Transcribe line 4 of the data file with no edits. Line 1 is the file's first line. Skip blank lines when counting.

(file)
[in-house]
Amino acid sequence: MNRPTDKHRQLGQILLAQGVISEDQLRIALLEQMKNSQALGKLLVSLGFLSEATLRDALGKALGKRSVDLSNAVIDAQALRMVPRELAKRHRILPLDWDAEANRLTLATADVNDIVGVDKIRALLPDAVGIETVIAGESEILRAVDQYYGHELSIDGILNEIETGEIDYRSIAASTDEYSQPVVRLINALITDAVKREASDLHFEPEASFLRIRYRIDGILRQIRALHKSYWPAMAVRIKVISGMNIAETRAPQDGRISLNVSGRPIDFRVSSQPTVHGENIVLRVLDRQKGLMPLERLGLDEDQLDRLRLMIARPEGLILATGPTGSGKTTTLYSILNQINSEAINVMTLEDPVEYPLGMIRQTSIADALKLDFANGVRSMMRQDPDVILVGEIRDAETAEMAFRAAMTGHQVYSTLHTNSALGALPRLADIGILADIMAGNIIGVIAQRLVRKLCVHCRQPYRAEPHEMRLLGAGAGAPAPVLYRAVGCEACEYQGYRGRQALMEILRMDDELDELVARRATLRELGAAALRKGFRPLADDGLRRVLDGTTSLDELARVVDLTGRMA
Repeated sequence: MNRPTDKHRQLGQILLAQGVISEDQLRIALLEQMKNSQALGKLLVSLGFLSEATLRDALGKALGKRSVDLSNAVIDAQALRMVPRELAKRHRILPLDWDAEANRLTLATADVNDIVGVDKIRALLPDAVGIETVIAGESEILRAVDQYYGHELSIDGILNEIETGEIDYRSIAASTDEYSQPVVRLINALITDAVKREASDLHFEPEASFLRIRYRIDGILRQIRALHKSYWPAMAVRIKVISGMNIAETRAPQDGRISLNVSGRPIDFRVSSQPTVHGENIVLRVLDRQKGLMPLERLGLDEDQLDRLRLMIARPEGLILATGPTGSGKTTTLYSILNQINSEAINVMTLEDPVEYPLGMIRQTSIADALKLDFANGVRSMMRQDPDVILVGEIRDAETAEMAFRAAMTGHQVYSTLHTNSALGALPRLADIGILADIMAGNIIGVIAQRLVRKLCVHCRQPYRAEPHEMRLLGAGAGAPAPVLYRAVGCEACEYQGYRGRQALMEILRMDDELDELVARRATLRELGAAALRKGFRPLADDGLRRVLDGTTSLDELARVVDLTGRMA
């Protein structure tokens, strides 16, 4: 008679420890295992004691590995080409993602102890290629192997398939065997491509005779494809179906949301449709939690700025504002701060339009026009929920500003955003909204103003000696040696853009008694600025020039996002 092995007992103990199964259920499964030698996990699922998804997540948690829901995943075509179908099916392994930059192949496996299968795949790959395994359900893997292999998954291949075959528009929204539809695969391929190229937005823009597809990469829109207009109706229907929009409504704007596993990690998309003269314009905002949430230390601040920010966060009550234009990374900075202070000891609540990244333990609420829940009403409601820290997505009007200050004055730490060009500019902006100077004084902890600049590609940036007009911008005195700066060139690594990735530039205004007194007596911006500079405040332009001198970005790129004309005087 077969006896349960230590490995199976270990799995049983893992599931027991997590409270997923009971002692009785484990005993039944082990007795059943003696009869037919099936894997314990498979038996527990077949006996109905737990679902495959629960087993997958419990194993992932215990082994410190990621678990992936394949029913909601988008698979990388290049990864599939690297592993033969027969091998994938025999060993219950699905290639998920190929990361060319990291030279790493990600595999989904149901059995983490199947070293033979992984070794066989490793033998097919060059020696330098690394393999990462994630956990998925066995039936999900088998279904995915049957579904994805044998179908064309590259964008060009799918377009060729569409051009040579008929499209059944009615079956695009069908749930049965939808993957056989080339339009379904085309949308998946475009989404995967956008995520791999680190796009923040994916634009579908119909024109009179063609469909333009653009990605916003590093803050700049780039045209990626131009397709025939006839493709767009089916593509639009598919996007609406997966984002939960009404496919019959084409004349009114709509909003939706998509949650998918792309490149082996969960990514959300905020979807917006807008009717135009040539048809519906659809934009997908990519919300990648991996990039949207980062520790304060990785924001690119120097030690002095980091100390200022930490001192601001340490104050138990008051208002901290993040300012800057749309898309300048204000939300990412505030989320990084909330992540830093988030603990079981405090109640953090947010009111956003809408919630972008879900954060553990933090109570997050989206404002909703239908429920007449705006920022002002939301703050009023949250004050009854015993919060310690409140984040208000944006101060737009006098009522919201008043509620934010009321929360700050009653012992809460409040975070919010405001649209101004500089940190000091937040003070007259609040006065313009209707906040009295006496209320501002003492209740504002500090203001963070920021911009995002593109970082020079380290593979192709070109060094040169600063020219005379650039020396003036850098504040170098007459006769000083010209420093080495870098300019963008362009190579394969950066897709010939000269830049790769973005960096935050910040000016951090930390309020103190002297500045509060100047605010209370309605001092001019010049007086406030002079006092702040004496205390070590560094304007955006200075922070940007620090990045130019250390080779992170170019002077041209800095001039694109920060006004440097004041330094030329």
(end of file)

């Protein structure tokens, strides 16, 4: 008679420890295992004691590995080409993602102890290629192997398939065997491509005779494809179906949301449709939690700025504002701060339009026009929920500003955003909204103003000696040696853009008694600025020039996002 092995007992103990199964259920499964030698996990699922998804997540948690829901995943075509179908099916392994930059192949496996299968795949790959395994359900893997292999998954291949075959528009929204539809695969391929190229937005823009597809990469829109207009109706229907929009409504704007596993990690998309003269314009905002949430230390601040920010966060009550234009990374900075202070000891609540990244333990609420829940009403409601820290997505009007200050004055730490060009500019902006100077004084902890600049590609940036007009911008005195700066060139690594990735530039205004007194007596911006500079405040332009001198970005790129004309005087 077969006896349960230590490995199976270990799995049983893992599931027991997590409270997923009971002692009785484990005993039944082990007795059943003696009869037919099936894997314990498979038996527990077949006996109905737990679902495959629960087993997958419990194993992932215990082994410190990621678990992936394949029913909601988008698979990388290049990864599939690297592993033969027969091998994938025999060993219950699905290639998920190929990361060319990291030279790493990600595999989904149901059995983490199947070293033979992984070794066989490793033998097919060059020696330098690394393999990462994630956990998925066995039936999900088998279904995915049957579904994805044998179908064309590259964008060009799918377009060729569409051009040579008929499209059944009615079956695009069908749930049965939808993957056989080339339009379904085309949308998946475009989404995967956008995520791999680190796009923040994916634009579908119909024109009179063609469909333009653009990605916003590093803050700049780039045209990626131009397709025939006839493709767009089916593509639009598919996007609406997966984002939960009404496919019959084409004349009114709509909003939706998509949650998918792309490149082996969960990514959300905020979807917006807008009717135009040539048809519906659809934009997908990519919300990648991996990039949207980062520790304060990785924001690119120097030690002095980091100390200022930490001192601001340490104050138990008051208002901290993040300012800057749309898309300048204000939300990412505030989320990084909330992540830093988030603990079981405090109640953090947010009111956003809408919630972008879900954060553990933090109570997050989206404002909703239908429920007449705006920022002002939301703050009023949250004050009854015993919060310690409140984040208000944006101060737009006098009522919201008043509620934010009321929360700050009653012992809460409040975070919010405001649209101004500089940190000091937040003070007259609040006065313009209707906040009295006496209320501002003492209740504002500090203001963070920021911009995002593109970082020079380290593979192709070109060094040169600063020219005379650039020396003036850098504040170098007459006769000083010209420093080495870098300019963008362009190579394969950066897709010939000269830049790769973005960096935050910040000016951090930390309020103190002297500045509060100047605010209370309605001092001019010049007086406030002079006092702040004496205390070590560094304007955006200075922070940007620090990045130019250390080779992170170019002077041209800095001039694109920060006004440097004041330094030329």